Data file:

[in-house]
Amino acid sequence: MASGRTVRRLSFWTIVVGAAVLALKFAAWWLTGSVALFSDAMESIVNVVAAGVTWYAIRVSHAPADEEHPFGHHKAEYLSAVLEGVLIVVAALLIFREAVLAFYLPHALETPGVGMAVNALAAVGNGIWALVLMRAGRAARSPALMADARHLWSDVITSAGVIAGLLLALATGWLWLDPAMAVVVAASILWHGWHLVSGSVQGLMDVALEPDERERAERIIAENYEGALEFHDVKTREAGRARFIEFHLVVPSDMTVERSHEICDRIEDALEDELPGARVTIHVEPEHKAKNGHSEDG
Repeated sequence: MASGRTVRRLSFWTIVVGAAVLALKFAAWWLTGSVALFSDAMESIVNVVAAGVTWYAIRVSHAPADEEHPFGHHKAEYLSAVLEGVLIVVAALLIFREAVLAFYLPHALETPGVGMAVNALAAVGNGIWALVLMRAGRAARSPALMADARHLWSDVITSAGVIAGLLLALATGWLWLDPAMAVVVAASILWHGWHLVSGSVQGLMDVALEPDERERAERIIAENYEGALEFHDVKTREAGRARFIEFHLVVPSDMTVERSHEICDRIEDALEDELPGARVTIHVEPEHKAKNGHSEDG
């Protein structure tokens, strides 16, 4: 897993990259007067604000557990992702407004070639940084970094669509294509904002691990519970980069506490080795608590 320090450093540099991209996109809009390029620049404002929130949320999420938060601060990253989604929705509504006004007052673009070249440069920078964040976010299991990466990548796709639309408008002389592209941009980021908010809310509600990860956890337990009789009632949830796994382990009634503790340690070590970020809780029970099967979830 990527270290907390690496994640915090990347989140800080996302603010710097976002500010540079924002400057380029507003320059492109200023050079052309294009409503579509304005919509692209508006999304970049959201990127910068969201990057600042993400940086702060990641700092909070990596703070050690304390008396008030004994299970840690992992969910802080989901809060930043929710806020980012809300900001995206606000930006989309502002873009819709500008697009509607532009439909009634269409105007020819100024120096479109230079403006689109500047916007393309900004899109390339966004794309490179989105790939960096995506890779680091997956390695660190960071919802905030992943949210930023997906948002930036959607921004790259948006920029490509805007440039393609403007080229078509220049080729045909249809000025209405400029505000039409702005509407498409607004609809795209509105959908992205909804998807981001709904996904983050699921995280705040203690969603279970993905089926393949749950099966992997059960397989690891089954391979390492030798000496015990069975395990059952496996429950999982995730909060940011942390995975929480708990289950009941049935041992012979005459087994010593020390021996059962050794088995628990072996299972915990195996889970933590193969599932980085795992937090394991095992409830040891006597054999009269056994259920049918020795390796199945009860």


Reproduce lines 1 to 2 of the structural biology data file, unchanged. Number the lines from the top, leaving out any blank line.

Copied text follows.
[in-house]
Amino acid sequence: MASGRTVRRLSFWTIVVGAAVLALKFAAWWLTGSVALFSDAMESIVNVVAAGVTWYAIRVSHAPADEEHPFGHHKAEYLSAVLEGVLIVVAALLIFREAVLAFYLPHALETPGVGMAVNALAAVGNGIWALVLMRAGRAARSPALMADARHLWSDVITSAGVIAGLLLALATGWLWLDPAMAVVVAASILWHGWHLVSGSVQGLMDVALEPDERERAERIIAENYEGALEFHDVKTREAGRARFIEFHLVVPSDMTVERSHEICDRIEDALEDELPGARVTIHVEPEHKAKNGHSEDG